The book also conveys amply the authors’ familiarity with biblical and extra-biblical texts and with scholarly studies of them. Clearly, the book is primarily a work of biblical scholarship, the authors bringing to their larger purposes ample competence in historical-critical investigation. One quickly has the sense of being guided through the discussions in each chapter by experts with a clear sense of direction and a ready acquaintance with the textual data and exegetical issues.

Although their concern is for a coherent understanding of the biblical God, they insist that “appropriate understanding of the voices of the biblical witness without scholarship in the history of literature and religion is deficient . . .” (8). So (especially in the discussion of OT material) there is regular reference to the situations reflected in various OT texts and to the wider historical and religious environment in which they emerged. I am also impressed that the discussion of OT texts often includes reference to the LXX as well as the MT. In some texts, Jeremiah for example, the textual differences are major, so it is good to see this effort to engage them positively.

As noted already, the book is organized thematically, each chapter tracing a theme (or set of themes) from OT into NT texts. In an obvious effort to do justice to the diversity in these corpora, the discussion typically proceeds by noting varying emphases of major textual witnesses, which, they candidly note, sometimes amount to very real differences in religious outlook, often among OT or NT witnesses, to say nothing of differences between the OT and NT. But in the individual chapters it was not always clear to me what the authors were proposing as the larger, coherent theological point to be taken from this diversity. Are we, for example, simply to note the differences as part of the historical record for informational purposes and to show that we acknowledge that there is such diversity? Or are we to consider the differences in testimony as amounting to a greater richness to be probed theologically? Or are we to see them as reflecting a progressive development (in which the later expressions are to be preferred)?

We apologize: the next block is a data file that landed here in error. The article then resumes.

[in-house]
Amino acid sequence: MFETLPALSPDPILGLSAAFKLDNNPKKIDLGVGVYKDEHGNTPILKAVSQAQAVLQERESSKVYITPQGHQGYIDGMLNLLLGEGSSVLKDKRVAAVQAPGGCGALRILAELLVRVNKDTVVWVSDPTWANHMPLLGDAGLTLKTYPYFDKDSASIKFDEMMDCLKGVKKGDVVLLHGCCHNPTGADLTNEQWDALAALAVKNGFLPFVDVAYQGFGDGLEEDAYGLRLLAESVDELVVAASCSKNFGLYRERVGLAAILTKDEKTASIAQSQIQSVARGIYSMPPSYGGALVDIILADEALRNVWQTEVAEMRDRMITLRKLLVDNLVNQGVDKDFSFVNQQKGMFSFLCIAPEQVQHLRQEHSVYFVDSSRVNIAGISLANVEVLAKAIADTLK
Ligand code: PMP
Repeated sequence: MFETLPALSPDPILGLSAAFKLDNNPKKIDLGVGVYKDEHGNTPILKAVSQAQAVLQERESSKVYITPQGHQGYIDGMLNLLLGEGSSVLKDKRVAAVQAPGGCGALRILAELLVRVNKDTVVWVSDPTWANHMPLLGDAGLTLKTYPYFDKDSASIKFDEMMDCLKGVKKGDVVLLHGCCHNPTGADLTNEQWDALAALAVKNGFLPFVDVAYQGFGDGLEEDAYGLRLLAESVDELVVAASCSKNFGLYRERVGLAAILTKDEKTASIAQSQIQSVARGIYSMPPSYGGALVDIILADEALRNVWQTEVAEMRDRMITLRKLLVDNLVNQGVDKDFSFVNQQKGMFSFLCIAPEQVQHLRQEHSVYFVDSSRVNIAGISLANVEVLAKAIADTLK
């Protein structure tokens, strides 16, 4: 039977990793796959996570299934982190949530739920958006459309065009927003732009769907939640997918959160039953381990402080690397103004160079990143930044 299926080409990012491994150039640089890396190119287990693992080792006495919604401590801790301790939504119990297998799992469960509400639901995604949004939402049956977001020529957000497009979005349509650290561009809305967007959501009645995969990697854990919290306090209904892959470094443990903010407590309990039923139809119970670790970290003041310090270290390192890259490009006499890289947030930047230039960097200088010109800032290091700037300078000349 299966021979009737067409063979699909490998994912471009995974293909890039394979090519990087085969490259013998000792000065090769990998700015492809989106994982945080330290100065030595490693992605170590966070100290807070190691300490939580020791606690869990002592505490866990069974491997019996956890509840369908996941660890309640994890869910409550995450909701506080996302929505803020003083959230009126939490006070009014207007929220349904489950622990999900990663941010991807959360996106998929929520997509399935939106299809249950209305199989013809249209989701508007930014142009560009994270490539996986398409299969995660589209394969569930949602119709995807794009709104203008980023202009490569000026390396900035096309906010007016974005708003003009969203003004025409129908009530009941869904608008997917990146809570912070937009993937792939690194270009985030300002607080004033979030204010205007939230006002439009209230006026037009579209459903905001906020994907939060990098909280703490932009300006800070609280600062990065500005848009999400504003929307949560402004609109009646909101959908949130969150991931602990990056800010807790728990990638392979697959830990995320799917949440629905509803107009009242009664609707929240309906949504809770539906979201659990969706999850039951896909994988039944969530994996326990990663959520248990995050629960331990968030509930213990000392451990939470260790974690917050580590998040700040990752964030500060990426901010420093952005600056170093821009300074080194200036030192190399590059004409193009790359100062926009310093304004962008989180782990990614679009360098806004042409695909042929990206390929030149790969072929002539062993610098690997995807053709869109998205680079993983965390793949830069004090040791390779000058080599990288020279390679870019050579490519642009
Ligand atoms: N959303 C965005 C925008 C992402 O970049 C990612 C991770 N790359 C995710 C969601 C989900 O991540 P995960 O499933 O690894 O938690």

In addressing these questions and achieving the larger coherence that the authors aimed for, the Conclusion seems to have a crucial role. This chapter-length statement (31 pp.), comprises the entirety of “Part 3” of the work, which I take as confirming its significance. It is clearly intended as an important component of the project.

Interestingly, the first part of the Conclusion (519-41) is given over to various NT texts, beginning with the Mark passage where Sadducees engage Jesus over resurrection of the dead (Mark 12:18-27), and from which the authors derived the book’s title. Judging that there are “good reasons” to take this Markan scene as “the reflection of a historical event” (520), the authors then explore the OT and Jewish background of trust in the biblical God as life-giver. Then, they discuss several Pauline texts that illustrate Paul’s focus on “The relationship of forgiveness granted by God in the death of his Son with new, eternal life” (528-33), followed by brief consideration of Lukan and Johannine texts, all of these showing that “New Testament eschatology understands itself as a christological explication of the Holy Scriptures’ testimony of God” (541).

The final pages of the Conclusion are given over to texts from the OT, “not in order to correct or relativize it, but to demonstrate that the New Testament witness of the incarnation of God in Jesus Christ condenses what the Old Testament had anticipated” (541). The authors hasten to add that “This assertion does not imply the claim that only the christological interpretation is appropriate for the Old Testament,” and admit that there are “good grounds” for others, urging only that theirs is “a congenial interpretation” of the OT (541). I take this to mean that the premise for the interpretation that they espouse lies in the NT witness to Jesus, in the light of which the OT is retrospectively understood in a christological relecture. Perhaps the sequence of the discussion in the Conclusion, NT texts considered first, is intended to reflect this.

In the following pages, then, the authors discuss several OT passages, Deuteronomy 30 (the choice presented there between life, linked with adherence to God, and death), Hannah’s song (1 Sam 2:1-10, with its celebration of God as the one who “kills and makes alive”), and Psalm 118 (another celebration of God’s mercy and faithfulness), all three of which, of course, are cited and drawn upon in the NT. The main intention seems to be to establish links between the OT idea of God’s life-giving/affirming power in the face of death and the NT declaration of God’s decisive demonstration of this power in Jesus. So, in answer to the questions I posed about how we are to take the diversity of biblical witnesses, perhaps the authors simply wish to posit the sort of linkage or coherence that they illustrate here.